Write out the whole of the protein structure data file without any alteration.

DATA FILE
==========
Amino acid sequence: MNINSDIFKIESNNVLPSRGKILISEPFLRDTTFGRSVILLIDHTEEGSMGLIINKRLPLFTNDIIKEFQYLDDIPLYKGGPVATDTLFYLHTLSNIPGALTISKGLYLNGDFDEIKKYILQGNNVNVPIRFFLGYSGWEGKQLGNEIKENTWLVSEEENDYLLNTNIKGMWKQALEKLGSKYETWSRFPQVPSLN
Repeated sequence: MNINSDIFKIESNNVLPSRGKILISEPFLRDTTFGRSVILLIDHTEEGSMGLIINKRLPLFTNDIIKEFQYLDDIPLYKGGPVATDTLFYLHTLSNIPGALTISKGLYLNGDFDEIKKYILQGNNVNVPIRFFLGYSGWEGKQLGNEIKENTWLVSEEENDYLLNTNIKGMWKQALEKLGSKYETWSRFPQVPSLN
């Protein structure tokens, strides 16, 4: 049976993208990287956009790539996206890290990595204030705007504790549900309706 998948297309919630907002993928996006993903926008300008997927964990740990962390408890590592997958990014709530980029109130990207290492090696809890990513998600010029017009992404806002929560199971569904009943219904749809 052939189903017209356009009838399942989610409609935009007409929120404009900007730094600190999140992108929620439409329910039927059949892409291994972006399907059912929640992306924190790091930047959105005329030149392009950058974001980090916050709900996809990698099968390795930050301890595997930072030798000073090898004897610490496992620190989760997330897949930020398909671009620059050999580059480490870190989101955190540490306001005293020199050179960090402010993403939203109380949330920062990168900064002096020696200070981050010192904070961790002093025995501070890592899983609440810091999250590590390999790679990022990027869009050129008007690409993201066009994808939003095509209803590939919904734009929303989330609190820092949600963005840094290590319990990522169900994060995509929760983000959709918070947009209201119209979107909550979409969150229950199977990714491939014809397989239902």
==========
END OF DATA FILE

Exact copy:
Amino acid sequence: MNINSDIFKIESNNVLPSRGKILISEPFLRDTTFGRSVILLIDHTEEGSMGLIINKRLPLFTNDIIKEFQYLDDIPLYKGGPVATDTLFYLHTLSNIPGALTISKGLYLNGDFDEIKKYILQGNNVNVPIRFFLGYSGWEGKQLGNEIKENTWLVSEEENDYLLNTNIKGMWKQALEKLGSKYETWSRFPQVPSLN
Repeated sequence: MNINSDIFKIESNNVLPSRGKILISEPFLRDTTFGRSVILLIDHTEEGSMGLIINKRLPLFTNDIIKEFQYLDDIPLYKGGPVATDTLFYLHTLSNIPGALTISKGLYLNGDFDEIKKYILQGNNVNVPIRFFLGYSGWEGKQLGNEIKENTWLVSEEENDYLLNTNIKGMWKQALEKLGSKYETWSRFPQVPSLN
């Protein structure tokens, strides 16, 4: 049976993208990287956009790539996206890290990595204030705007504790549900309706 998948297309919630907002993928996006993903926008300008997927964990740990962390408890590592997958990014709530980029109130990207290492090696809890990513998600010029017009992404806002929560199971569904009943219904749809 052939189903017209356009009838399942989610409609935009007409929120404009900007730094600190999140992108929620439409329910039927059949892409291994972006399907059912929640992306924190790091930047959105005329030149392009950058974001980090916050709900996809990698099968390795930050301890595997930072030798000073090898004897610490496992620190989760997330897949930020398909671009620059050999580059480490870190989101955190540490306001005293020199050179960090402010993403939203109380949330920062990168900064002096020696200070981050010192904070961790002093025995501070890592899983609440810091999250590590390999790679990022990027869009050129008007690409993201066009994808939003095509209803590939919904734009929303989330609190820092949600963005840094290590319990990522169900994060995509929760983000959709918070947009209201119209979107909550979409969150229950199977990714491939014809397989239902």